Local Movers and Shakers: My, How You’ve Changed!


Many in our Post Alley writing group have experience in creating “best of . . .“ categories to fill column space at year’s end holiday season. It was always a lot of fun, seldom of
lasting significance, but in previous decades predictable for the domination of white men
in politics or business.

Not so, with this season’s “best of . . .” lists by our friends at the Seattle Times. Not
surprisingly, both the lists of past-decade movers and shakers and folks to watch in the
next decade were dominated by women and did not contain a single male politician.
What fascinated me in these listings, particularly the “next decade” list, was not
the gender shift, which is obvious to even a casual observer, but the increasing number of people either in nonprofit organizations or listed as “activist” in the ever-broadening field of social justice of one sort or another.

We are seeing, not only in Seattle but elsewhere, a shift in power from the traditional government/business alliances that dominated in the past, to an evolving array of nonprofits and movement-generated groups that are elbowing their way into the public discourse. This was already afoot in the 2010-2019 decade; the Times’ list includes Kshama Sawant, whose activism is social and economic justice, to neighborhood activist K. Wyking Garrett and Mary’s Place executive Marty Hartman. Many smaller
communities have leaders like this trio, dealing with the homeless, economic inequality
or climate change. The trend was furthered in the list looking ahead to 2020-2030: more women, more people of color, more activists and nonprofit leaders.

I realize that a major reason for this exercise is to call attention to folks who do
the heavy lifting with little public notice. But comparing the current lists to the ones we
made four decades ago, the difference is staggering. And it is welcome.

We realized in the last decade that our national government is badly broken and often unable to deliver goods that the majority demands. State and local governments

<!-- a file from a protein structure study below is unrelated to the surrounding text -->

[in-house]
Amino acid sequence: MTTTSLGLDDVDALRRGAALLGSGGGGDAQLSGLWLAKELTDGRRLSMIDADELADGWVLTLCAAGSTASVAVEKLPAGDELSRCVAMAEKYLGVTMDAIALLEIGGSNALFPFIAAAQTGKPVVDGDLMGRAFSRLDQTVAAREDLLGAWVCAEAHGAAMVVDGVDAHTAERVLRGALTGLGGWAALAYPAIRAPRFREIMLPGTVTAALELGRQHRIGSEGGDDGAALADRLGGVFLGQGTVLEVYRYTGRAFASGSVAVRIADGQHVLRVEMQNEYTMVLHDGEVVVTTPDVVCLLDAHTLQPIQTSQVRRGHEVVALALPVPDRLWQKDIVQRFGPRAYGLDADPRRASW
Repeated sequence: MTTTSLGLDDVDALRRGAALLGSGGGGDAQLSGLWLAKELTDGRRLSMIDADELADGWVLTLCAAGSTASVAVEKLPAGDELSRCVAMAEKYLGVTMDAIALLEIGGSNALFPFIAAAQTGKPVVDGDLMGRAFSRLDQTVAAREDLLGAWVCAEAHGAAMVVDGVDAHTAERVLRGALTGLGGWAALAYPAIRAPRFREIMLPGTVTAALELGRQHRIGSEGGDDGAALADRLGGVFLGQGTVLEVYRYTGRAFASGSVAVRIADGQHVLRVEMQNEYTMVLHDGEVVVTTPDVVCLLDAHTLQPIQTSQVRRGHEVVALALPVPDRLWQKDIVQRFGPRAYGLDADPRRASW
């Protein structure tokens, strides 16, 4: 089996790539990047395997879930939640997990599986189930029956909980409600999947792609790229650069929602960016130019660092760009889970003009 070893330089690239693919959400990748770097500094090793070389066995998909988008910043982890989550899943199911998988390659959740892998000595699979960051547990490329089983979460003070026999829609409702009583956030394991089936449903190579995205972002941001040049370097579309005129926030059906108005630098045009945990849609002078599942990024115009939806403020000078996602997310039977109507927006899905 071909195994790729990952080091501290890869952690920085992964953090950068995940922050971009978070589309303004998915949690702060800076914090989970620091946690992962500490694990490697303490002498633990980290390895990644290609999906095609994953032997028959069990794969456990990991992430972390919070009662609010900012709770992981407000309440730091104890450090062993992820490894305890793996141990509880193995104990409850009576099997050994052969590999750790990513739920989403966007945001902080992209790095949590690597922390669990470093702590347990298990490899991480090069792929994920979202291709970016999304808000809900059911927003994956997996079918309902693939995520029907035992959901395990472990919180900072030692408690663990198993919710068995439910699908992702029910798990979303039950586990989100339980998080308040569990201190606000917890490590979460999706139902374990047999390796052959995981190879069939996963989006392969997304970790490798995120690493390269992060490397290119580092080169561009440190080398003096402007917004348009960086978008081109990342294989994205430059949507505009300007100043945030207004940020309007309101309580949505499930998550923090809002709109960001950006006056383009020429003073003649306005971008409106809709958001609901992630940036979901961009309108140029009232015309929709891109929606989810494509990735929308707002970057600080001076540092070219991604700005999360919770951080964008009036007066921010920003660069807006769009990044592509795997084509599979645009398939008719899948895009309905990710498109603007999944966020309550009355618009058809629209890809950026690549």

cannot muster resources sufficient to the task; Americans have turned to non-government solutions, which in turn call on non-traditional tactics and people.

There will be increased demands on activists and nonprofits in the decade ahead,
particularly if Donald Trump wins a second term and/or Republicans control the Senate.
Activists fighting climate change and environmental havoc will need to increase their
game. Scientists and affected communities will need to become activists; if the climate
crisis is not combatted, the other good works in the nonprofit field will become moot, for
our world will be changed in ways that cannot be undone.

The last decade’s rise of nationalism and reaction on a worldwide scale will force
citizens to take control of their destiny, both by local activism to combat inequality and by a revival of international cooperation on climate change. Paralyzed, chauvinistic national governments must change or be changed in the decade ahead.

Floyd McKay
Floyd McKay
Floyd J. McKay, emeritus professor of journalism at Western Washington University, covered Pacific Northwest politics as a reporter and opinion writer for four decades, primarily in Oregon. He was commentator/news analyst at KGW-TV (King Broadcasting) from 1970 to 1987. Previously a print reporter, he returned to print and online reporting and commentary from 2004 to 2017 with the Seattle Times Op-ed page and Crosscut.com. He is the author of Reporting the Oregon Story: How Activists and Visionaries Transformed a State (Oregon State University Press, 2016). He lives in Bellingham.


  1. My journalistic objection to these lists of influentials is that they are really exercises in market positioning, a way of reaching out to audiences who resist the newspaper. They send messages to young audiences and ethnic minorities, who normally find daily newspapers irrelevant. The same charge could be leveled at Awards Ceremonies, such as Crosscut’s annual Courage Awards.

  2. List making was always an attempt to fill a void. What do you do on a slow news day or when you’re too lazy to cover real events? Seattle’s mags have overdone it — the 12 best neighborhoods, the 7 best brew pubs, the 10 best chicken sandwiches. Could be a sign of coming demise. Say it isn’t so, please.

  3. It’s also an absolute. I always cautioned reporting students against using absolutes such as “always” or “never”, or “best” or “worst” without quoting a source. The major
    (not “only”) exception to the rule is when used in a direct quote: as in Donald Trump said he is the best president ever, who never made a mistake and always tells the truth.

    • “I always cautioned reporting students against using absolutes such as “always” or “never”, or “best” or “worst” without quoting a source. ”

      Thank you. I’m the contrary type, and whenever someone tells me that they’re the first to do something, I’m out there looking for a counterexample.

  4. It’s hard to break the habit of besting and worsting. For many years our lamented Village Voice dumped the adjectives and handed out annual “Obies” to artists and groups who had excelled that season and tho hell with categories. The Voice found few emulators anywhere in the whole spectrum of American journalism. There’s something about superlatives that conquers common good sense.


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